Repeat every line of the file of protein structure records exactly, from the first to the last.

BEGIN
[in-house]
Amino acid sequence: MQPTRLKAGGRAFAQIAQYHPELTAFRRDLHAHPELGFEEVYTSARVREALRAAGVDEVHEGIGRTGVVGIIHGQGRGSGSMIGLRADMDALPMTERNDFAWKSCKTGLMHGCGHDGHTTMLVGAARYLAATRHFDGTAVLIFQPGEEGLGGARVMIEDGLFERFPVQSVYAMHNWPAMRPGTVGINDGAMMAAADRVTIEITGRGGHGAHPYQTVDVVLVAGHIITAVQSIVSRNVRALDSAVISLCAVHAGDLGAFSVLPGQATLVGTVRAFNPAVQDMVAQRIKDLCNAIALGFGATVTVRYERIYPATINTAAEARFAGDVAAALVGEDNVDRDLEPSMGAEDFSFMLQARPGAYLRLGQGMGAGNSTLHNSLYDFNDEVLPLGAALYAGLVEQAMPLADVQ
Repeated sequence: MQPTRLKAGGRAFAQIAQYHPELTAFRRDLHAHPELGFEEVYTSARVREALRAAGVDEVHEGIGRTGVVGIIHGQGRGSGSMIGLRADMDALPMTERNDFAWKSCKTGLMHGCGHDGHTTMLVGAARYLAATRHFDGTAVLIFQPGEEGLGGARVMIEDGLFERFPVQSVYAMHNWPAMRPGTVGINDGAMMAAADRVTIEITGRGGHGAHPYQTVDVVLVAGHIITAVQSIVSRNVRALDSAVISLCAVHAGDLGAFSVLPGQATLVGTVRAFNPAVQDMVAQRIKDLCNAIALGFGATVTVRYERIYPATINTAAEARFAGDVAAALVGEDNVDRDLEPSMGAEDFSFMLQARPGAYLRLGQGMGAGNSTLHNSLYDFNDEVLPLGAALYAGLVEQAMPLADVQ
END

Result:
[in-house]
Amino acid sequence: MQPTRLKAGGRAFAQIAQYHPELTAFRRDLHAHPELGFEEVYTSARVREALRAAGVDEVHEGIGRTGVVGIIHGQGRGSGSMIGLRADMDALPMTERNDFAWKSCKTGLMHGCGHDGHTTMLVGAARYLAATRHFDGTAVLIFQPGEEGLGGARVMIEDGLFERFPVQSVYAMHNWPAMRPGTVGINDGAMMAAADRVTIEITGRGGHGAHPYQTVDVVLVAGHIITAVQSIVSRNVRALDSAVISLCAVHAGDLGAFSVLPGQATLVGTVRAFNPAVQDMVAQRIKDLCNAIALGFGATVTVRYERIYPATINTAAEARFAGDVAAALVGEDNVDRDLEPSMGAEDFSFMLQARPGAYLRLGQGMGAGNSTLHNSLYDFNDEVLPLGAALYAGLVEQAMPLADVQ
Repeated sequence: MQPTRLKAGGRAFAQIAQYHPELTAFRRDLHAHPELGFEEVYTSARVREALRAAGVDEVHEGIGRTGVVGIIHGQGRGSGSMIGLRADMDALPMTERNDFAWKSCKTGLMHGCGHDGHTTMLVGAARYLAATRHFDGTAVLIFQPGEEGLGGARVMIEDGLFERFPVQSVYAMHNWPAMRPGTVGINDGAMMAAADRVTIEITGRGGHGAHPYQTVDVVLVAGHIITAVQSIVSRNVRALDSAVISLCAVHAGDLGAFSVLPGQATLVGTVRAFNPAVQDMVAQRIKDLCNAIALGFGATVTVRYERIYPATINTAAEARFAGDVAAALVGEDNVDRDLEPSMGAEDFSFMLQARPGAYLRLGQGMGAGNSTLHNSLYDFNDEVLPLGAALYAGLVEQAMPLADVQ